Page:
Why do Australians pay more for IT software and hardware than consumers overseas?
Click to enlarge
|Will we ever know the truth about why Aussies pay more for stuff?|
This is one of the questions that music industry bosses will be asked tomorrow in Canberra, where a parliamentary Standing Committee will quiz the Australian Recording Industry Association (ARIA) on why Aussies pay so much more for music compared to our international counterparts.
ARIA CEO Dan Rosen and one other individual from ARIA will attend tomorrow’s public hearing of the Standing Committee Infrastructure and Communications, set up to investigate price gouging in IT software, like Microsoft Windows, and electronics, including tablets and smartphones in Australia.
A spokesperson for the Committee said he was not aware of what other questions or topics would be under discussion, saying it is a matter for the committee on the day to decide how the hearing will proceed.
However, the hearing usually takes the format of an opening statement by the attendees and then an open Q& A session. ARIA, who represented over 100 music labels here in Oz, including Universal Music, EMI and Phantom Records, are the latest industry group to be party to the hearings investigating IT pricing here.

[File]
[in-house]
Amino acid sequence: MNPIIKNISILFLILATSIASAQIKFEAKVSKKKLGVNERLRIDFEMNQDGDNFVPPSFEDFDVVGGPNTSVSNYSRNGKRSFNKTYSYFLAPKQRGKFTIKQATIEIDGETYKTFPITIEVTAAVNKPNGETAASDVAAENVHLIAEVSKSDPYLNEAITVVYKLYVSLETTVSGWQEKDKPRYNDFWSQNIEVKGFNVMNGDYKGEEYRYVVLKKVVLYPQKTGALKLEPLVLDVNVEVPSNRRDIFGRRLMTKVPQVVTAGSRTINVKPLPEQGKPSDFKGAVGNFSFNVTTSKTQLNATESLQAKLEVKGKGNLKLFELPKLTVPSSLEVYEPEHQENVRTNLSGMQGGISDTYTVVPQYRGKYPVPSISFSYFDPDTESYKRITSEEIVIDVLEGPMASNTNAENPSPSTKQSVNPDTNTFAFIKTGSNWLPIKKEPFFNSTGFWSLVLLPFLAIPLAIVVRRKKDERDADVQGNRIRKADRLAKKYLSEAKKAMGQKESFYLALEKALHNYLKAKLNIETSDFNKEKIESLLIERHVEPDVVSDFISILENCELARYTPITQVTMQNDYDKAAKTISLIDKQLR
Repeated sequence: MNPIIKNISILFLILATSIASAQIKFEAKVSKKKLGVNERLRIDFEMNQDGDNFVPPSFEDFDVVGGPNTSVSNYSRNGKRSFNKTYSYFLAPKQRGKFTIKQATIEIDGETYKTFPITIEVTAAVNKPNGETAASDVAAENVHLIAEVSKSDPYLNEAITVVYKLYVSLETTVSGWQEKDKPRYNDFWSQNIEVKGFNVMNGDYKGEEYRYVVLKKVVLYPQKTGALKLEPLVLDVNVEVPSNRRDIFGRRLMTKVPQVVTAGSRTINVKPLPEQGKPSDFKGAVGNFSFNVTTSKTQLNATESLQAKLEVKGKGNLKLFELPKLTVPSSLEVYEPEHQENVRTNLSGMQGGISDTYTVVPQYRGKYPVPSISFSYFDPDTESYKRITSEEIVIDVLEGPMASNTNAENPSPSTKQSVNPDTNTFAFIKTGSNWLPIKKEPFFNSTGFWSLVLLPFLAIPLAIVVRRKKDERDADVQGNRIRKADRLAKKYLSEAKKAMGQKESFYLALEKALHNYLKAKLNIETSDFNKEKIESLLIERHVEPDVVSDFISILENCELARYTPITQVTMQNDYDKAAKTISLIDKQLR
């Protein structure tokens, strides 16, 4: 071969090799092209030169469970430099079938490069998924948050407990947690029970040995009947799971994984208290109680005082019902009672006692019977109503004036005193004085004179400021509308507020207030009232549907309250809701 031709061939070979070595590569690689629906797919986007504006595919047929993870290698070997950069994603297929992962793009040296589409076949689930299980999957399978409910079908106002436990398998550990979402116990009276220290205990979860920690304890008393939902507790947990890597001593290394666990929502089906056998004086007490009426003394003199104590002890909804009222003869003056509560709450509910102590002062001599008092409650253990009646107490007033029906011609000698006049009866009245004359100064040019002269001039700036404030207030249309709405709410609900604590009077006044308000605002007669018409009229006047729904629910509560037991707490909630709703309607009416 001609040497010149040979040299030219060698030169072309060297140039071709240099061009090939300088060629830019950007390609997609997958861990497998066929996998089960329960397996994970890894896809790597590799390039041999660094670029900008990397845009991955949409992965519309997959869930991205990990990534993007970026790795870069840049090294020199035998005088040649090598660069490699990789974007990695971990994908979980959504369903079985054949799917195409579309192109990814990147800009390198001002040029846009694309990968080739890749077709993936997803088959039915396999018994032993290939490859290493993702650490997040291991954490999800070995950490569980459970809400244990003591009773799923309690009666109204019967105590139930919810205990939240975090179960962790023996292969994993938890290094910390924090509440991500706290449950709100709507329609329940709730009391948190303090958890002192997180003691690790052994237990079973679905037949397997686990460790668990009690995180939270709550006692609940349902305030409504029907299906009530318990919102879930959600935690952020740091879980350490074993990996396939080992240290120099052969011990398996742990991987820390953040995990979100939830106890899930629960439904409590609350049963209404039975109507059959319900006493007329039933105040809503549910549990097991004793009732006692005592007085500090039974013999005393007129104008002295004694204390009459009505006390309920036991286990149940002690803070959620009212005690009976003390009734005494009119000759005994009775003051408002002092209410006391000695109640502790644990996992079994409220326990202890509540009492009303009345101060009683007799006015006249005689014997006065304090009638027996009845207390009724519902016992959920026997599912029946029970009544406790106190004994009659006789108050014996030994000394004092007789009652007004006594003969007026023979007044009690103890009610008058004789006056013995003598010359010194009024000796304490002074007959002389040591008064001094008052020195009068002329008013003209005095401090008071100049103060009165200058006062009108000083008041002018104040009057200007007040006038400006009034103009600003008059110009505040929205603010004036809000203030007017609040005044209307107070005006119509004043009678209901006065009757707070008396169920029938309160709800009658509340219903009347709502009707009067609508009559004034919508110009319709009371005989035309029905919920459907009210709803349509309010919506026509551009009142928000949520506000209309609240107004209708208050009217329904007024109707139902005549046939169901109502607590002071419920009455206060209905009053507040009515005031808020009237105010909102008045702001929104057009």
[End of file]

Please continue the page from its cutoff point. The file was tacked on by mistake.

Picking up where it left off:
Take Pink’s album Truth About Love: Deluxe Edition, which costs A$21.99, while the same album sells for around $11.99 in the US. Or even Radiohead’s Best Of album which costs A$19.99 here, while its sells for as low as $12.99 stateside. Ouch.
Companies like Microsoft blame the cost of doing business in Australia, including high labour costs, rent shipping and transport which they insist is having an impact on the higher prices being charged
However, that’s just the tip of the iceberg.
iTunes’ prices for digital music is far higher here than in the US, despite the fact there is zero transport costs involved, considering it is delivered digitally.
While ARIA has not made a formal submission to the inquiry, the Committee says it is “is interested in hearing the perspective from the recording industry – including the costs and other impacts on Australian artists of copyright infringement.”
Committee Chair, Mr Nick Champion MP, says the inquiry into IT price discrimination, set up in May last, “has generated a great deal of interest”, judging by submissions and mentions on social media like twitter.
But whether it will change anything is yet to be determined.
The hearing will be held in Committee Room 1R1 in Parliament House, from 11.30am (concluding at approximately 12.30pm).